Ara Pacis

Ara Pacis Augustae

Date opened: 9 BC

Location: Rome, Italy

Architectural style: Ancient Roman Architecture

Material: Marble

Ara Pacis, which is also known as Ara Pacis Augustae (Latin for „Altar of the Augustan Peace“) is a shrine consisting of a marble altar which is enclosed by walls. This was erected on January 30th, 9 BC in Rome’s Campus Martius (Field of Mars) in honour of the emperor Augustus. This can be referenced to Ovid’s Fasti and „Res Gestae Divi Augusti“ (Achievements of the Divine Augustus) by Augustus himself.

As Augustus came back from the provinces of Gaul after spending three years supervising the administration of the region, the structure was commissioned in 13 BC to honour his return. Augustus chose to put the altar near his mausoleum in the Campus Martius, even though the Senate proposed building it in the Curia. However, the building was eventually buried by the sedimentation from the rising Tiber River.

It is speculated that parts of the shrine may have been uncovered before 1536 during the construction of the palace which has been built on the site. This can be seen in an engraving by Agostino Veneziano that replicates a frieze that is known to have come from the shrine. Several of the marble components were discovered in the 1800s; however, it was not until 1937 when a full-scale operation was launched that the remaining portions of the building were unearthed. A monument was built beside the Tiber known as Museo dell’Ara Pacis in 1938, which housed the reconstituted edifice. This was replaced by a structure designed by Richard Meier, a famous American architect of the time, in 2006. All throughout the 20th-century restoration of the Ara Pacis continued, both to reverse the effects of earlier unsuccessful attempts at repair and to stop the decay of the material due to its age.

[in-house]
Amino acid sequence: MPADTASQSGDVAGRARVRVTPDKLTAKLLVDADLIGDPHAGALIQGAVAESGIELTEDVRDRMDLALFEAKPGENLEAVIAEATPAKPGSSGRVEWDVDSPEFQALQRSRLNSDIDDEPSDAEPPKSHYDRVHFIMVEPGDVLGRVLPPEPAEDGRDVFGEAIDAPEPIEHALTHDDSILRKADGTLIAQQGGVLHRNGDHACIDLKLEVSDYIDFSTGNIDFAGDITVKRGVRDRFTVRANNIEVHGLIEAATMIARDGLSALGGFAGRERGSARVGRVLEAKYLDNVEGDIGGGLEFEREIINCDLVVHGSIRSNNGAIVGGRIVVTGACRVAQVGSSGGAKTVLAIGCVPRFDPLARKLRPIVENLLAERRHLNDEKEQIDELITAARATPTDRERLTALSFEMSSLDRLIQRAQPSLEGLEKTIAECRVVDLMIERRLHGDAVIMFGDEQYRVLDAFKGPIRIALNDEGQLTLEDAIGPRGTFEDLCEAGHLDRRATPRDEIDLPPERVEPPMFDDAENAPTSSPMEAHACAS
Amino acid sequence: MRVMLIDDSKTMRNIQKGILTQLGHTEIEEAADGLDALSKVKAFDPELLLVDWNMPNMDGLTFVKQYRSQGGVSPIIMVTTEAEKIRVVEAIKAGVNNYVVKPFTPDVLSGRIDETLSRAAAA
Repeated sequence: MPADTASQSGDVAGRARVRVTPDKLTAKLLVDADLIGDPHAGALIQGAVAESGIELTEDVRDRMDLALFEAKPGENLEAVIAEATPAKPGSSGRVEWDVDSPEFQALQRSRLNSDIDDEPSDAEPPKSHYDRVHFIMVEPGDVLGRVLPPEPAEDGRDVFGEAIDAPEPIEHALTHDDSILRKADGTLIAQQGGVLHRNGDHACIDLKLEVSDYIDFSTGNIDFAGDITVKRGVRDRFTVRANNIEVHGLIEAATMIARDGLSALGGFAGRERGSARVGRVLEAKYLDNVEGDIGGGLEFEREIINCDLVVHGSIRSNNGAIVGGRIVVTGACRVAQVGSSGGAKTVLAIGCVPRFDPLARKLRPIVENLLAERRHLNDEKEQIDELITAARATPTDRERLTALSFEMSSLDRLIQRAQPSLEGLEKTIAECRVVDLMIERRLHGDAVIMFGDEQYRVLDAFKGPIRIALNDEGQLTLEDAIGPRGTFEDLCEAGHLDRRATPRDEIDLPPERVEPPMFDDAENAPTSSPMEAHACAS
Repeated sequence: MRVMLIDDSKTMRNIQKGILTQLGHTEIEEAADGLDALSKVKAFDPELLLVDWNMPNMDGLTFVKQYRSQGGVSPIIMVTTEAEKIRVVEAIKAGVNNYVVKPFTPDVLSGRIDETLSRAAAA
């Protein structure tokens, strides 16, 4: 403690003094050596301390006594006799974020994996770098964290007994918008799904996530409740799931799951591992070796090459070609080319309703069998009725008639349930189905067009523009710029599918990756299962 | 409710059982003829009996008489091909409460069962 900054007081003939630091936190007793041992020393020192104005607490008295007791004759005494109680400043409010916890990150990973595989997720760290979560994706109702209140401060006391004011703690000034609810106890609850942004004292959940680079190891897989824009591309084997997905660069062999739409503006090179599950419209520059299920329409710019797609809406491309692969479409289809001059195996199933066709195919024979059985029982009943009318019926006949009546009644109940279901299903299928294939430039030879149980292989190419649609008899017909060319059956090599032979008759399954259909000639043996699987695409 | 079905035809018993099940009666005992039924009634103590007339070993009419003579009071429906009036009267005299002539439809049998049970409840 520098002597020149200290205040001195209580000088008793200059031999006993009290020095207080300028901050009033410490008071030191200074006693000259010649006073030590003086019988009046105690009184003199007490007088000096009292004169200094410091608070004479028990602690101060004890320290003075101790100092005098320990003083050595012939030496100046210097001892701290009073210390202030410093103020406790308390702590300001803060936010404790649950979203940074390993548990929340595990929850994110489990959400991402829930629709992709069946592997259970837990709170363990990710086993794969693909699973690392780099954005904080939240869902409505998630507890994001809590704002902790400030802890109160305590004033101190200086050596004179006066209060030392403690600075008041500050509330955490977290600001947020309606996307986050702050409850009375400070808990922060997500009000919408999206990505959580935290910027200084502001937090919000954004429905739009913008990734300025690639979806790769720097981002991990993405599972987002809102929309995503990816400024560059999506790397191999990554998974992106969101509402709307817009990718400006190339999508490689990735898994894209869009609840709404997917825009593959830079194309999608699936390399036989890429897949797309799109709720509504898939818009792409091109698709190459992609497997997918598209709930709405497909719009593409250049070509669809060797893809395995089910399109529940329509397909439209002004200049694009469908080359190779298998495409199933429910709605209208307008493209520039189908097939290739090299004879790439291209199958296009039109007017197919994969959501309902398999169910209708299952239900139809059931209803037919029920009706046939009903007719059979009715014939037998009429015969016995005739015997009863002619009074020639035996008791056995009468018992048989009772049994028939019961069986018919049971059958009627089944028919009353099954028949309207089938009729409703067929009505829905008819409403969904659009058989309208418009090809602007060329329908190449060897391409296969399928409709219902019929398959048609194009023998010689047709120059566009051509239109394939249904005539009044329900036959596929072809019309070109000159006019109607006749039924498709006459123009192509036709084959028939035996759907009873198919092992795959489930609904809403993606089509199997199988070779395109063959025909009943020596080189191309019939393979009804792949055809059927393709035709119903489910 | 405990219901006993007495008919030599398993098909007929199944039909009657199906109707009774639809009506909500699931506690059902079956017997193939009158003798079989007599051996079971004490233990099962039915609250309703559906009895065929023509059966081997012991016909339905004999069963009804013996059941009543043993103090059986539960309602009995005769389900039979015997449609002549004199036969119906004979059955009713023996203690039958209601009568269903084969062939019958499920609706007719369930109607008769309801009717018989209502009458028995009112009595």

The altar comprised of an interior space surrounded by a stone precinct wall. The structure was raised on a marble base with steps leading into that space. Most of the elements of Ara Pacis were heavily ornamented with relief carvings. These sculptures represented the shrine’s dedication ceremonies, events from Roman legend and floral motifs.

These works are said to be amongst the most excellent and most beautiful examples of Roman art.